Quick Heartland Get-A-Way: Trail of Tears State Park - KFVS12 News & Weather Cape Girardeau, Carbondale, Poplar Bluff

Quick Heartland Get-A-Way: Trail of Tears State Park


It is a quick get-a-way that will provide an easy dose of outside. Not to far away from town, a well marked trail, a chance for some outstanding views of the Mississippi River and enough challenging hills to get the blood flowing.

It is the Peewah Trail in Missouri's Trail of Tears State Park. I went to check it out on an extremely warm and foggy day in December and pretty much had the place to myself.

I really wasn't expecting much other than a good hike; and that is what it is.

The trail can be done as one big loop or two smaller ones. Some parts of the trail are smooth and newly maintained, others are washed out. I took out on the east loop which goes about 3 1/4 miles and is closer to the Mississippi. Both trails run along the same path for the first half mile. And then I took off on the east loop to make it is counter clock-wise hike.

I chose this route because I didn't want to miss the marker or forget to make the turn at second trail marker, but there should have been no worries as both turn offs were well signed and I didn't need to worry about mistakenly taking the longer west loop.  

The fog muffled many of the sounds of the forest, but I could still hear the tow-boats on the river and the train that runs on rails on the bank at the foot of the cliffs. The hiking trail runs along the ridge that skirts the River. The leaves were gone from the trees, but the fog limited my view to what I am sure could be great vistas.

I could have been 20 feet above the river or 2,000. I just couldn't tell. The fog added to the mystery of the overlook not knowing how far I would fall should I get too close. Along the ridge the trail ran relatively flat, but was covered in brown fallen leaves. I was surprised at the number of trees that had burn marks down the side as if struck by lightning; and only one large tree was down over the trail that required scrambling.

A third of the way into the hike you follow the trail down to the valley floor. There were more birds in this area and I could see the wrens bouncing from tree to bush. There are several creek crossings which were dry at the time of my hike but I could see them flowing with several inches of water after a rain.

The path was great to tread in this area. In the distance you could hear the hum of chainsaw, but otherwise the only noises I could hear were the birds calling out.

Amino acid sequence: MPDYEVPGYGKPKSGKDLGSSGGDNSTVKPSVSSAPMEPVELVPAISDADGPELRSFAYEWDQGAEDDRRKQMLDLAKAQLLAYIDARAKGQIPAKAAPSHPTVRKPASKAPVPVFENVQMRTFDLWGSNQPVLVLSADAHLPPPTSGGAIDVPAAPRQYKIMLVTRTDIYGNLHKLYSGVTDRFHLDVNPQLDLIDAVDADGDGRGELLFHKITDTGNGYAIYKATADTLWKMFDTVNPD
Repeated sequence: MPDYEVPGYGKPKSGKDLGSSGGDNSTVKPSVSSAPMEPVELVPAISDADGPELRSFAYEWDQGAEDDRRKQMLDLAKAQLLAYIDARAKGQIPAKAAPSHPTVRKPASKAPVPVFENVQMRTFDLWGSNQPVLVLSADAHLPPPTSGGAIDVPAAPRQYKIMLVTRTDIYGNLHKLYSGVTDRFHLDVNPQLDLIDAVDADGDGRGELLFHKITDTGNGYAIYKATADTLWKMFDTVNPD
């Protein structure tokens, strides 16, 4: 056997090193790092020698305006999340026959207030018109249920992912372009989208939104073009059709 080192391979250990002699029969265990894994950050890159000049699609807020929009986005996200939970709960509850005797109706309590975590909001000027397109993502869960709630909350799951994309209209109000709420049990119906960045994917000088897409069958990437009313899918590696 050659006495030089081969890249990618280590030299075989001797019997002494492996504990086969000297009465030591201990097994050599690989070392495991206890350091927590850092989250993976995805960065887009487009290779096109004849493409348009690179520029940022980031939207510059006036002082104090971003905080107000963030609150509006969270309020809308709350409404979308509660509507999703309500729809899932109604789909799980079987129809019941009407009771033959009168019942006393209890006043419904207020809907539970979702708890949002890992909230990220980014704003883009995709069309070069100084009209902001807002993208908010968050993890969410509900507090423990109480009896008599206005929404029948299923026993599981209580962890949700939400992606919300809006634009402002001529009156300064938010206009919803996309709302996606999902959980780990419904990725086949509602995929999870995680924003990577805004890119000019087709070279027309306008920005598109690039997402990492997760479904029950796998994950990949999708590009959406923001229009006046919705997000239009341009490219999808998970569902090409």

And as any hiker can tell you, if you go downhill you will also need to go uphill; and the planners in Trail of Tears do not believe in switchbacks. So the trail goes from valley floor to the next ridge pretty abruptly.

From the top you quickly meet the the west trail and make the left turn to head back to the trailhead. I saw several vultures or crows resting in the trees on this part. Just too foggy to search for food so they were just hanging out. I also heard a deer or a squirrel, sometimes I can't tell the difference between the sounds of the two romping though the dead leaves on the forest floor. 

When I do the loop again I will probably do it clockwise to save the views for the end of the hike. Plus, it seemed that all of the up hills are spread a little further apart going in that direction.

The trailhead is just about 12 miles north of downtown Cape Girardeau. It is an easy drive up Hwy 177 to the Lake Boutin entrance of the park (Hill Road), which is the second turnoff into the park when you are heading north.

Follow the signs to the trailhead (Overlook Road). There is parking for about half a dozen cars in the gravel lot. If you go further up the road there is a Mississippi River overlook which gives you a great view of the river valley (if it is not foggy).

What you need to know:

  • Here is the location from Mapquest: http://mapq.st/1UpuWEV
  • Park Hours: Gates open at 7 a.m.
  • Winter hours gates close at 6 p.m.
  • Summer hours gates close at 9 p.m. or 10 p.m.
  • The gates will let you out if you are there too late
  • The east loop is 3 1/4 miles and they estimate it will take 3 hours to complete. I did it in 90 minutes.
  • The west loop is 5.34 miles and they say plan on nearly 6 hours to complete.
  • I wore hiking boots and thick socks. I took one bottle of water for the shorter trail.
  • Bring a camera

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